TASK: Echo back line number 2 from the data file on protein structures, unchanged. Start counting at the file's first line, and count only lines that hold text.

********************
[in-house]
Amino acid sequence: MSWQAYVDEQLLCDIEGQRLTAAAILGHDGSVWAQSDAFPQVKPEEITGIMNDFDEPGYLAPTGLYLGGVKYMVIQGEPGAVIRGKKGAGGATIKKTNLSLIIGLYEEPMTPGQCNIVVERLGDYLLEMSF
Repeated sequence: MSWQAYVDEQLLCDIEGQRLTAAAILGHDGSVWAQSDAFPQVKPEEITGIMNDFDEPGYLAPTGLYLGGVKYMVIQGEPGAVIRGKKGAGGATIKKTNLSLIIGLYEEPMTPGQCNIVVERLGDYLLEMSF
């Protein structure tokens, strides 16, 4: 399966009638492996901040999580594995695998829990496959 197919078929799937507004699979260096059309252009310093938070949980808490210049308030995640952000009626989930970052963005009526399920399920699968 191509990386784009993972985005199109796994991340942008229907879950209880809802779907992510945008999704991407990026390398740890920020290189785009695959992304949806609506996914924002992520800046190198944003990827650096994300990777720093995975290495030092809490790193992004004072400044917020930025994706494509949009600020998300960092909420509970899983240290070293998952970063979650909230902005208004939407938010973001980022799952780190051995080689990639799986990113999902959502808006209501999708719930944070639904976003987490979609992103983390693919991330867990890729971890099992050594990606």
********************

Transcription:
Amino acid sequence: MSWQAYVDEQLLCDIEGQRLTAAAILGHDGSVWAQSDAFPQVKPEEITGIMNDFDEPGYLAPTGLYLGGVKYMVIQGEPGAVIRGKKGAGGATIKKTNLSLIIGLYEEPMTPGQCNIVVERLGDYLLEMSF